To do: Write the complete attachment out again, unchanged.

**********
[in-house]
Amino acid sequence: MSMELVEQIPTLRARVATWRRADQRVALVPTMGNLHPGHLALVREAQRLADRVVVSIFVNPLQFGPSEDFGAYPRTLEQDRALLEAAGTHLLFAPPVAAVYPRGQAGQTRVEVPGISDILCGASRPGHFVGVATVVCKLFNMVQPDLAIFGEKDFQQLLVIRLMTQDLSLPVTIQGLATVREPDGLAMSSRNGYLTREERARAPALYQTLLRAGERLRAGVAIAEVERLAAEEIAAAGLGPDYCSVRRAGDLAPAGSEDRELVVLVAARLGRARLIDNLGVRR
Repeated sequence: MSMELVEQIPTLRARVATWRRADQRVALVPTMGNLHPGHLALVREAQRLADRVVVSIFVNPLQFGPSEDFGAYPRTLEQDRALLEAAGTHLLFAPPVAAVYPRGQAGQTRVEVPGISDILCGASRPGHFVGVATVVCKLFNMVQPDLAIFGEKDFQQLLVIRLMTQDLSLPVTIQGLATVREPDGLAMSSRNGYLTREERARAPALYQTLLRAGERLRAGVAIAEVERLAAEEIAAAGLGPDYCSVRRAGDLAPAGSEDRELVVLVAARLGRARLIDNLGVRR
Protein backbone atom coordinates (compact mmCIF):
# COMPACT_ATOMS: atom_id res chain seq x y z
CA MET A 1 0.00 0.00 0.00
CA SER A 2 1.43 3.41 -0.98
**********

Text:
[in-house]
Amino acid sequence: MSMELVEQIPTLRARVATWRRADQRVALVPTMGNLHPGHLALVREAQRLADRVVVSIFVNPLQFGPSEDFGAYPRTLEQDRALLEAAGTHLLFAPPVAAVYPRGQAGQTRVEVPGISDILCGASRPGHFVGVATVVCKLFNMVQPDLAIFGEKDFQQLLVIRLMTQDLSLPVTIQGLATVREPDGLAMSSRNGYLTREERARAPALYQTLLRAGERLRAGVAIAEVERLAAEEIAAAGLGPDYCSVRRAGDLAPAGSEDRELVVLVAARLGRARLIDNLGVRR
Repeated sequence: MSMELVEQIPTLRARVATWRRADQRVALVPTMGNLHPGHLALVREAQRLADRVVVSIFVNPLQFGPSEDFGAYPRTLEQDRALLEAAGTHLLFAPPVAAVYPRGQAGQTRVEVPGISDILCGASRPGHFVGVATVVCKLFNMVQPDLAIFGEKDFQQLLVIRLMTQDLSLPVTIQGLATVREPDGLAMSSRNGYLTREERARAPALYQTLLRAGERLRAGVAIAEVERLAAEEIAAAGLGPDYCSVRRAGDLAPAGSEDRELVVLVAARLGRARLIDNLGVRR
Protein backbone atom coordinates (compact mmCIF):
# COMPACT_ATOMS: atom_id res chain seq x y z
CA MET A 1 0.00 0.00 0.00
CA SER A 2 1.43 3.41 -0.98